• Georgetown Times
  • Waccamaw Times
  • Inlet Outlook

Indictment alleges Pawleys man defrauded investors of $8 million

  • Sunday, November 24, 2013

  • Updated Friday, November 29, 2013 8:12 am

A federal grand jury in Atlanta has issued indictments against a Pawleys Island man, charging him with swindling investors of hedge funds of up to $8 million.

Stanley J. Kowalewski, 41, is charged with “stealing from the investors who trusted him and then repeatedly lying to them” and the Securities and Exchange Commission, said United States Attorney Sally Quillian Yates.

Officially Kowalewski is charged with 22 counts of wire fraud, one count of conspiracy, and one count of obstructing the SEC proceeding, Yates states. Each wire fraud count carries a maximum sentence of 20 years in prison. The conspiracy and obstruction charges each carry a maximum sentence of five years in prison.

The Georgetown Times sought comment from Kowalewski’s wife, but the calls were not returned.

“The victims of his greed include pension funds, schools, hospitals, and other non-profits who lost over $8 million in hard-earned money, which Kowalewski diverted to his own personal use,” Yates wrote.

Yates said Kowalewski was the sole owner and chief executive officer of SJK Investment Management LLC in Greensboro, NC where, starting in 2009, “he solicited investment money from pension funds, school endowments, hospitals, non-profit foundations, and other investors that he placed in two SJK ‘hedge fund of funds,’ an onshore fund and an offshore fund called the Absolute Return Funds.”

From the start, Kowalewski “began diverting the proceeds to pay for personal and business overhead expenses,” Yates states.

She said Kowalewski diverted millions of dollars from Absolute Return Funds to Special Opportunities Fund, which he allegedly created in December, 2009. Yates said he did not disclose the creation of that fund to investors.

“After he secretly transferred the funds, Kowalewski diverted millions from the Special Opportunities Fund to himself through various self-dealing transactions, including having the Special Opportunities Fund buy three homes that Kowalewski owned and in which his family, his parents, and his brother-in-law’s family lived,” Yates wrote. “Kowalewski also bought a multi-million-dollar beach house and directed that the Special Opportunities Fund pay him $4 million as a fee to which he was not entitled. Kowalewski created and altered documents in an effort to make these transactions appear legitimate.”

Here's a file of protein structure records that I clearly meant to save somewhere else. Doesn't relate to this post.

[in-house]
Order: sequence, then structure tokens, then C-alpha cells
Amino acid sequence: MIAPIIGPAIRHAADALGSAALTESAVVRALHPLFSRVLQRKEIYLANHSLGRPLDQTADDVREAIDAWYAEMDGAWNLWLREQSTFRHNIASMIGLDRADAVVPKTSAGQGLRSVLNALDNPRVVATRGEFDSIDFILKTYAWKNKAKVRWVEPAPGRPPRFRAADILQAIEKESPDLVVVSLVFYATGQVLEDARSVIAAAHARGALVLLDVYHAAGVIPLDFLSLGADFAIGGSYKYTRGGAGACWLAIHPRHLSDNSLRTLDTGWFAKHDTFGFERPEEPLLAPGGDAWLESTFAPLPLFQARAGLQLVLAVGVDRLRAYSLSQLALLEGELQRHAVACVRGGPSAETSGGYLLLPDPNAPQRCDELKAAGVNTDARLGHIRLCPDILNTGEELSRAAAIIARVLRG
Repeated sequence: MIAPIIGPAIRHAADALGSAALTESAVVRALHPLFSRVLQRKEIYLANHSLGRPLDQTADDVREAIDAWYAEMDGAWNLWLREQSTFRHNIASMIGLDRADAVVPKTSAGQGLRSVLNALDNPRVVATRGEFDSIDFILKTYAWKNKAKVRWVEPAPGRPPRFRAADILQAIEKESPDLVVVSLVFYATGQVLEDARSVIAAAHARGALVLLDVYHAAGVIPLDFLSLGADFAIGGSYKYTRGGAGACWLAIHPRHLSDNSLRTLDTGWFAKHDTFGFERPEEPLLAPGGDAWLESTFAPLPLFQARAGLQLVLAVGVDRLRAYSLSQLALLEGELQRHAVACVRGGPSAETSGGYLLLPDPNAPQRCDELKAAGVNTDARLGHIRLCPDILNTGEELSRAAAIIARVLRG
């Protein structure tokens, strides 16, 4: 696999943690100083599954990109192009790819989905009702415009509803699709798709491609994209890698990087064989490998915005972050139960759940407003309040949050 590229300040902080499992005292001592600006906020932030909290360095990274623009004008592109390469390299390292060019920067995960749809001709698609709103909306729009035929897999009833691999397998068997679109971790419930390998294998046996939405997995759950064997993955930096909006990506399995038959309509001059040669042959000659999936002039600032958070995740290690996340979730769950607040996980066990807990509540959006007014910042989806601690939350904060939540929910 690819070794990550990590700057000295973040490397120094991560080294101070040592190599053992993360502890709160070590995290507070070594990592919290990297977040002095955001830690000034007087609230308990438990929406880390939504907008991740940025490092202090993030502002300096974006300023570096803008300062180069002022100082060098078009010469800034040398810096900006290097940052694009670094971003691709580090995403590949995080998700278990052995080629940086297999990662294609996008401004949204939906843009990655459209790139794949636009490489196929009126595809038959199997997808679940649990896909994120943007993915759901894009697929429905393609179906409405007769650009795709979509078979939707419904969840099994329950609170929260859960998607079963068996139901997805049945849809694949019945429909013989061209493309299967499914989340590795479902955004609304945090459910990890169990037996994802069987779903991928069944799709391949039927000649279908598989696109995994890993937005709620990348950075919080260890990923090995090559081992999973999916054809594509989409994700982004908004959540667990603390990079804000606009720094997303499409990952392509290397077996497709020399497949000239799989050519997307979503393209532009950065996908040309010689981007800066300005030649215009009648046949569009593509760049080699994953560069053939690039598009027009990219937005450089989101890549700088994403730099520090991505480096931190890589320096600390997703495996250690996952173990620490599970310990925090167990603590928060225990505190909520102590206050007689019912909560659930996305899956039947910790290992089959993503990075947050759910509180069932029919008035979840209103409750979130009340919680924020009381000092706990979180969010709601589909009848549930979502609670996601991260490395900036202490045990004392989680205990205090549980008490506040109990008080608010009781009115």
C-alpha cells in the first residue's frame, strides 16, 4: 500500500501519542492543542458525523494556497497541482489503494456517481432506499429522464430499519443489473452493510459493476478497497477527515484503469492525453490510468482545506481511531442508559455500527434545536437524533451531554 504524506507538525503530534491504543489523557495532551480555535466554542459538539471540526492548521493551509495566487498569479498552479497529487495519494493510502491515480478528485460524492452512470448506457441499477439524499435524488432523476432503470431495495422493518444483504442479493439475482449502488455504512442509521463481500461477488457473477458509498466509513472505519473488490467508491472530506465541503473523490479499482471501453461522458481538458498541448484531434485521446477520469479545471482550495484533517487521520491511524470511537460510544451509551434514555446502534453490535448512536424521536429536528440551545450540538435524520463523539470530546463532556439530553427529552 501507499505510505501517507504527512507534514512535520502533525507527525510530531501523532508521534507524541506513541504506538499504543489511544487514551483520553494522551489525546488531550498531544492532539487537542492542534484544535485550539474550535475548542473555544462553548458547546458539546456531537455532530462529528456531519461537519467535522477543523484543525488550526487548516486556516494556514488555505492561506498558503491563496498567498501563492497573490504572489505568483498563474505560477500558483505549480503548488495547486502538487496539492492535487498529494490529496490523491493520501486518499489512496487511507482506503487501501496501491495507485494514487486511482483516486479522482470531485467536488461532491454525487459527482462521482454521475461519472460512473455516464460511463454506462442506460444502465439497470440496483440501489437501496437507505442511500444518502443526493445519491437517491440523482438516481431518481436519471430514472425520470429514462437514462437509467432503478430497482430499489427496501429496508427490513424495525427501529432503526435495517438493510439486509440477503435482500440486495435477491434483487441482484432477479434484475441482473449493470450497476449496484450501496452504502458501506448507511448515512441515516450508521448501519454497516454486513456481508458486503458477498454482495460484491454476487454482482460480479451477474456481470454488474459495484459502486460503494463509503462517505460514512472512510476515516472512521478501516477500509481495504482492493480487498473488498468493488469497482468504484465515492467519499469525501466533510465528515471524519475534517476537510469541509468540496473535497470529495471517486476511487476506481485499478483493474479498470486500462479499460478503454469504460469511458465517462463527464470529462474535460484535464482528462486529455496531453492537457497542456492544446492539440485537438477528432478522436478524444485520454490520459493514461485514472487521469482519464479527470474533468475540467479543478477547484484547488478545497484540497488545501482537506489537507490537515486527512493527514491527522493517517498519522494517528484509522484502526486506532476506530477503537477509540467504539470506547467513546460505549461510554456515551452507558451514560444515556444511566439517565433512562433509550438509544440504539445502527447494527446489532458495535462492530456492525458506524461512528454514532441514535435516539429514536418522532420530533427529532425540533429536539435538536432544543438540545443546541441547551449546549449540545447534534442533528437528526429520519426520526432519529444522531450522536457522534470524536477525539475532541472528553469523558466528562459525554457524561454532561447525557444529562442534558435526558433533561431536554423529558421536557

The investigation into Kowalewski by the SEC began in March, 2010.

Yates said Kowalewski used “fraudulent valuations to calculate the returns for investors in the Absolute Return Funds.”

She said the monthly statements distributed to SJK investors showed fraudulently inflated returns.

During the investigation, Kowalewski testified under oath that after the Special Opportunities Fund purchased his three homes, the fund leased the homes to him and his relatives.

He also testified that Michael J. Fulcher, the chief financial officer of SJK, had drafted and Kowalewski had signed the leases at or near the time of the homes’ sales.

“According to the indictment, however, Kowalewski and his relatives had never leased the homes back from the Special Opportunities Fund. Prior to Kowalewski’s sworn testimony, Kowalewski and Fulcher conspired to obstruct the SEC proceeding by creating the leases and backdating them, in an effort to document the claimed lease relationships and to conceal the self-dealing transactions by Kowalewski,” Yates wrote. “The leases were not created and signed at the time of the homes’ sales but in November 2010, a few weeks before Kowalewski testified.”

Kowalewski, Yates said, provided the fraudulent leases to the SEC as part of the investigation and then testified falsely about them to conceal his actions and obstruct the SEC’s investigation.

“The indictment also alleges Kowalewski lied in his sworn testimony when he testified that he had disclosed the Special Opportunities Fund to investors and that attorneys and other professionals had approved of his self-dealing transactions,” wrote Yates.

Earlier this year, Fulcher pleaded guilty to one count of conspiring with Kowalewski to obstruct the SEC proceeding, which charge carries a maximum sentence of five years in prison. Fulcher’s sentencing date has not yet been scheduled.


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